In the United States, Medicare is a federal health insurance program for people aged 65 or older and suffering from End-Stage Renal Disease. With the exception of a few individual Medicare benefits, this plan has no dollar limit as long as services are medically necessary. The purpose of this article is to explain the eligibility, requirements, and enrollment of Medicare.
Eligibility for Medicare Based on Age and Disease
When you turn 65 or within three months of turning 65, you are eligible to enroll in Medicare. There are different requirements for people under or over 65 years of age.
Medicare Eligibility If You Are Under 65
Medicare is available to people under 65 if they meet the following criteria:
- Social Security disability benefits have been paid to you for at least 24 months, and/or
- Dialysis or a kidney transplant are required if you have End-Stage Renal Disease.
It is not necessary to receive Social Security Disability Insurance (SSDI) benefits consecutively. In the Social Security Administration (SSA), disability benefits are counted as one month each.
Medicare qualifies you for coverage if you have previously received these types of disability benefits:
- If more than 60 months have passed since the worker was terminated, or
- Disabled widows, disabled widowers, or childhood disability benefits must be terminated within 84 months.
You will automatically be counted in the 24 months if your previous disability benefits include the same or are directly related to your current disability impairment.
Eligibility for Medicare at 65 and older
You must fall into the following categories if you are 65 years of age or older to qualify for full Medicare coverage:
- You must either be a US citizen or a permanent resident for five years in order to qualify.
- If you've worked for at least ten full years without collecting Social Security or railroad retirement benefits, or
- Your spouse and you pay Medicare payroll taxes while employed, but you did not pay Social Security taxes.
If you pay Medicare payroll taxes for ten years, Medicare Part A, which covers hospital services, will be free. In addition to Medicare Part B, which covers outpatient care, and Medicare Part D, which covers prescription drugs, you won't need to earn work credits to qualify.
Amyotrophic Lateral Sclerosis (ALS) and Lou Gehrig's Disease Special Rule
A person with Amyotrophic Lateral Sclerosis (ALS) or Lou Gehrig's disease is eligible for Medicare Part A. The first month they receive disability benefits from Social Security or Railroad Retirement Board, they are covered under Part A. There is no waiting period.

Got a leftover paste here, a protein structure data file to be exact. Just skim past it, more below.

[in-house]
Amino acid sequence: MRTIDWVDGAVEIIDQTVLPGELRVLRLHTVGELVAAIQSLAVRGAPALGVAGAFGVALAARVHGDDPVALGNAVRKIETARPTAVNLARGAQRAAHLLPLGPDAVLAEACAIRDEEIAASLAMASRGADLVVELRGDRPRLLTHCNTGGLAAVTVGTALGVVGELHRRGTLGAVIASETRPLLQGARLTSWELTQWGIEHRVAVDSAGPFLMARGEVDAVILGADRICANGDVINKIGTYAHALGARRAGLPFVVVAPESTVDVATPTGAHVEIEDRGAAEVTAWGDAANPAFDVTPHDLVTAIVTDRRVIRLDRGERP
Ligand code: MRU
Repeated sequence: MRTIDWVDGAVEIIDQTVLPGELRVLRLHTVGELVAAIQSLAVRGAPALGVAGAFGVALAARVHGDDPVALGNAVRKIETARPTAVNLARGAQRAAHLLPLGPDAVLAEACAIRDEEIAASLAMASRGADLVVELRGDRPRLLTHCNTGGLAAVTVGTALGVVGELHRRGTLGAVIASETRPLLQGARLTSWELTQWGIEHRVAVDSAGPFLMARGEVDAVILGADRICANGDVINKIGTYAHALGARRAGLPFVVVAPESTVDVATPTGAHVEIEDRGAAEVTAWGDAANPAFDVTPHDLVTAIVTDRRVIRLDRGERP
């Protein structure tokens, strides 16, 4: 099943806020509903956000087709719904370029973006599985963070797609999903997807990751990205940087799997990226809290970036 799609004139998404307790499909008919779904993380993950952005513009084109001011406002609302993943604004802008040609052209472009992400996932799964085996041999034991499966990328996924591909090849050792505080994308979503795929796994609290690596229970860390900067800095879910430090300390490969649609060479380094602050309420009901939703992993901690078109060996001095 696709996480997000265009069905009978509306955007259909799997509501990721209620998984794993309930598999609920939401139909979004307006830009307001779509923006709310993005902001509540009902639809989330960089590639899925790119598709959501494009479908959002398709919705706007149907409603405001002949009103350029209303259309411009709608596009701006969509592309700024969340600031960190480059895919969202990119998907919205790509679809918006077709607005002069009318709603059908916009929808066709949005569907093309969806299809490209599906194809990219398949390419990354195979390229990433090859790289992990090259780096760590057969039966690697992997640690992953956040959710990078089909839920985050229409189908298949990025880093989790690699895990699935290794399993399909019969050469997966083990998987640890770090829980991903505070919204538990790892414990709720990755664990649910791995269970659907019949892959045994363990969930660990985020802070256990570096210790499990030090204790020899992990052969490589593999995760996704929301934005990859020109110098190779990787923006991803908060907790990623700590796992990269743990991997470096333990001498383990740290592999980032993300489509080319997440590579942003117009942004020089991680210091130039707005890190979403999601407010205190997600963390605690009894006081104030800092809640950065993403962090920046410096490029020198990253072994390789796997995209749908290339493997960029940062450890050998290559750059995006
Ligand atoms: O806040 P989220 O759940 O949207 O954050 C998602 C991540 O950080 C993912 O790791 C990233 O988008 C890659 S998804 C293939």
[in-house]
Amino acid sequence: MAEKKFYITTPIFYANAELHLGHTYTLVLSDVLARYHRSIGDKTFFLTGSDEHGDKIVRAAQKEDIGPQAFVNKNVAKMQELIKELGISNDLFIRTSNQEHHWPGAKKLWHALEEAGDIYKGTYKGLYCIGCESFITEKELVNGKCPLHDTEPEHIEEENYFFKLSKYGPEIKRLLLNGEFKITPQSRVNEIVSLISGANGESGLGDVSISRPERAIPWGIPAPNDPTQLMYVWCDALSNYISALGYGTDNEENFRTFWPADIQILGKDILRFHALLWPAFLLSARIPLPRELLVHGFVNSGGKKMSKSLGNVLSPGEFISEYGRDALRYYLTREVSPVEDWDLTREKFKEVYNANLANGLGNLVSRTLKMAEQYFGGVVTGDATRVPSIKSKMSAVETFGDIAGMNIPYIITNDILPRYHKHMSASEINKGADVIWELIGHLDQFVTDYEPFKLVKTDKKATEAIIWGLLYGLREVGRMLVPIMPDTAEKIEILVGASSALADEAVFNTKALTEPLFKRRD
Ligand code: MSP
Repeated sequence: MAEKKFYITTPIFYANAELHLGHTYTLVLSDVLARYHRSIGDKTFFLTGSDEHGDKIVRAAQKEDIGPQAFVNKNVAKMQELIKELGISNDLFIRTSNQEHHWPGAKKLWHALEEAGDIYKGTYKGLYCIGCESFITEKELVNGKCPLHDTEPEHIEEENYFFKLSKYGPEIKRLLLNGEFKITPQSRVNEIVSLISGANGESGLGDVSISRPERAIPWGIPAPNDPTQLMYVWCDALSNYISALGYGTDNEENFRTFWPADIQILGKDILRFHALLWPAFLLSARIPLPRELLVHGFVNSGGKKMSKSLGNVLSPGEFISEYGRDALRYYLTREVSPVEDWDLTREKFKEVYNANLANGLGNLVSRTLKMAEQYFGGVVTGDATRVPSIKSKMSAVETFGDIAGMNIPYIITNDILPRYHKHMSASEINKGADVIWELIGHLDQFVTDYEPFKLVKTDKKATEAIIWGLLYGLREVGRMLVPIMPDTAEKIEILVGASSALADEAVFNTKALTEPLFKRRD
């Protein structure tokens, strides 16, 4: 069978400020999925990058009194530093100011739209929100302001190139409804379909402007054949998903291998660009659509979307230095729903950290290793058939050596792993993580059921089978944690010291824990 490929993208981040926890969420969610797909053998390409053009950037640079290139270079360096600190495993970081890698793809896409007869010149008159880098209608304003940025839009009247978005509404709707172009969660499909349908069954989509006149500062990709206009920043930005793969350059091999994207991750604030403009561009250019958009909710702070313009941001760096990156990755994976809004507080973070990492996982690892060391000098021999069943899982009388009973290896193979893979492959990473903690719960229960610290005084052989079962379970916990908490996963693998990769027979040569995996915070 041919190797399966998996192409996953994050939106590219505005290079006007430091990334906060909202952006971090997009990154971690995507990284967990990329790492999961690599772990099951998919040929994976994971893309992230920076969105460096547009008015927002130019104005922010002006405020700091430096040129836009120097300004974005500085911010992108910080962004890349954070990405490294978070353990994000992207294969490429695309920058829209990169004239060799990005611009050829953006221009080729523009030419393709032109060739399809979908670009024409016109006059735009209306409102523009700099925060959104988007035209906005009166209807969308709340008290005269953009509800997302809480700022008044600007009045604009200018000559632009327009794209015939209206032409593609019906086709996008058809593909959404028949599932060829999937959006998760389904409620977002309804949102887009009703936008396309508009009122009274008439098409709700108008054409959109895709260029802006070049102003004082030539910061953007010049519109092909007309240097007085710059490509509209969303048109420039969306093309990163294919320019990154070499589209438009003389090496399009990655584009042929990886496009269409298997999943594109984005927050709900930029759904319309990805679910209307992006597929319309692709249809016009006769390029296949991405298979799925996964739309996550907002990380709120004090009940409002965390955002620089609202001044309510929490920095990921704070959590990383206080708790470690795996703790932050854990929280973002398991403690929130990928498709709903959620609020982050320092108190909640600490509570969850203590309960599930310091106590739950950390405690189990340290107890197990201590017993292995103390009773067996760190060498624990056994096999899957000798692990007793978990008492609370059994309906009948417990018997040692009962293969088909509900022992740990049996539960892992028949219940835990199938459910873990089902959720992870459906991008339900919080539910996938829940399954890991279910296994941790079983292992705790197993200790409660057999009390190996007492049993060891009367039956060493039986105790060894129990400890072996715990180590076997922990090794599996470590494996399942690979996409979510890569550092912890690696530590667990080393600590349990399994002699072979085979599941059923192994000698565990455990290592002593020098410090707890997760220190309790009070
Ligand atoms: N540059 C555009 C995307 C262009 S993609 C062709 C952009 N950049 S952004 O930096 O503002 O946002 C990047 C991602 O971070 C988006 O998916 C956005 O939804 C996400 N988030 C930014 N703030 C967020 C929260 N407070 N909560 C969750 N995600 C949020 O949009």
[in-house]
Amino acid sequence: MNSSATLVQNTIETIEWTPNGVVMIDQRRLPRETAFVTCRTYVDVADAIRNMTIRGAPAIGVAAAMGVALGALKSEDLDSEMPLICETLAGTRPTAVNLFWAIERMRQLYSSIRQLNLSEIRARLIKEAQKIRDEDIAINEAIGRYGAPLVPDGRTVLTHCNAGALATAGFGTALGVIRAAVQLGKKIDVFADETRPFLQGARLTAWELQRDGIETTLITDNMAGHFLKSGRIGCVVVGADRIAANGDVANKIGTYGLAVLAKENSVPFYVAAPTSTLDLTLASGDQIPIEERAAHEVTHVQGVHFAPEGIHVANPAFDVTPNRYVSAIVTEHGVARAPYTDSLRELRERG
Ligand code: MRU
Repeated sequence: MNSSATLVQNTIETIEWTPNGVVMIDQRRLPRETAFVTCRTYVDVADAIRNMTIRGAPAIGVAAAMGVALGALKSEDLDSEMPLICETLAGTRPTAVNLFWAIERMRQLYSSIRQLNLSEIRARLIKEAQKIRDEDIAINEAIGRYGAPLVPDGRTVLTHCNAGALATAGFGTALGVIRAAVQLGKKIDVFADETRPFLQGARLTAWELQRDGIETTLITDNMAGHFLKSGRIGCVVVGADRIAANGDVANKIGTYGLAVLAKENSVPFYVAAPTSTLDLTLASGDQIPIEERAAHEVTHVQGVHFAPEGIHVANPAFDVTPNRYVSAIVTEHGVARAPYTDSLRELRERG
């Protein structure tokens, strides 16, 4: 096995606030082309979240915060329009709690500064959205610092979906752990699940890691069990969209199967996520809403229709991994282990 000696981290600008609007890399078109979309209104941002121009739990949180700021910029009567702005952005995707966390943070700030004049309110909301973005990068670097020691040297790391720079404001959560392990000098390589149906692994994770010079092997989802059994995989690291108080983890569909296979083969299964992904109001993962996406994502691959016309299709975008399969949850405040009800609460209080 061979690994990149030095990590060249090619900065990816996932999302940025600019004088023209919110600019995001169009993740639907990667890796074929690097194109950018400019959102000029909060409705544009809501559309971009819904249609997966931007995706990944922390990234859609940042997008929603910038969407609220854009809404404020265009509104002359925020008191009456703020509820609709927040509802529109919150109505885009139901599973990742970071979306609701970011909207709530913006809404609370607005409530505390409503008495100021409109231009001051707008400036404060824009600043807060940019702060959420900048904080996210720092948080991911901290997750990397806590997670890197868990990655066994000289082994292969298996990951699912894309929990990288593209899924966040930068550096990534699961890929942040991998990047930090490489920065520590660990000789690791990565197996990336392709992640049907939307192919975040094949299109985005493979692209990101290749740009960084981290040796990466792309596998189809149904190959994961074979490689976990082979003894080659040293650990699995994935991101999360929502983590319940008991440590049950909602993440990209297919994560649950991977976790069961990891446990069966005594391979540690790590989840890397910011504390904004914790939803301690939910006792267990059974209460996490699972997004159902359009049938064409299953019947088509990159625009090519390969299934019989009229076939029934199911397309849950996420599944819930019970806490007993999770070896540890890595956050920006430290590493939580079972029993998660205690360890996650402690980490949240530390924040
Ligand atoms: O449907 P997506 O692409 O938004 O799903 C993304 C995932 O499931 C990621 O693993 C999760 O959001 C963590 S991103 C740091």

Benefits for disabled children under a special rule
Child disability benefits are only available to individuals with ALS at 18 years of age, according to the Social Security Administration (SSA). In the absence of ALS, people with child disability benefits are only eligible for Medicare Part A at the age of 20.
Eligibility for Medicare Supplement Plans
You must pay copayments, coinsurance, and deductibles before you can claim Medicare Part A and Part B benefits. In order to cover these gaps in coverage, you may want to consider a Medicare Supplement Plan, also known as Medigap.
Medigap insurance is also offered by private insurers, just like Medicare Advantage.
Medicare Advantage Plans: Who Is Eligible?
ESRD is not covered by regular Medicare Advantage, but you may be eligible for a Medicare Special Needs Plan (SNP). SNPs are Advantage plans designed to meet the specific needs of a particular condition or financial situation. If you purchased your Medicare Advantage plan before developing ESRD, you can keep it.
To know more about Medicare Supplement Plans, click here.
There is a Social Security office locator on the agency's website if you wish to enroll in Medicare. Medicare Part A and Part B will be enrolled for you by the Social Security Administration.
The Social Security Administration (SSA) estimates that enrolling online takes less than 10 minutes. MySocial Security accounts must be created.Creating an account requires preparing identity questions for verification, your mobile phone number, your credit card, and W-2s.
Review Medicare’s checklist here.
If you are automatically eligible for Medicare, you will receive your Medicare card two to three months before your 65th birthday. After applying for Medicare, you'll usually receive your card in three weeks to one month.
If you don't plan to retire right away, you can also apply for Medicare. There are certain times of the year when enrollment will be available, however.
Medicare Initial Enrollment Periods
Initial enrollment may be opened three months before or three months after your 65th birthday. You will be covered as soon as you turn 65 if you enroll three months before your birthday. If you enroll three months later, the same rule applies.
Medicare Special Enrollment Periods
Special Enrollment Periods are available if you missed the Initial Enrollment Period. The following are examples of Medicare Special Enrollment Qualifying Events:
- If you move outside the coverage area of your current Medicare Advantage plan,
- In the event that you are leaving your employer's health plan,
- You will no longer be able to receive Medicare Advantage services from your current provider
The bottom line
For US citizens 65 and older, as well as those with End-Stage Renal Disease (ESRD) and Lou Gehrig's disease or ALS, Medicare is available. It takes around 10 minutes to enroll online with minimal requirements. A Medicare Supplement Plan can also help with copayments, coinsurance, and deductibles.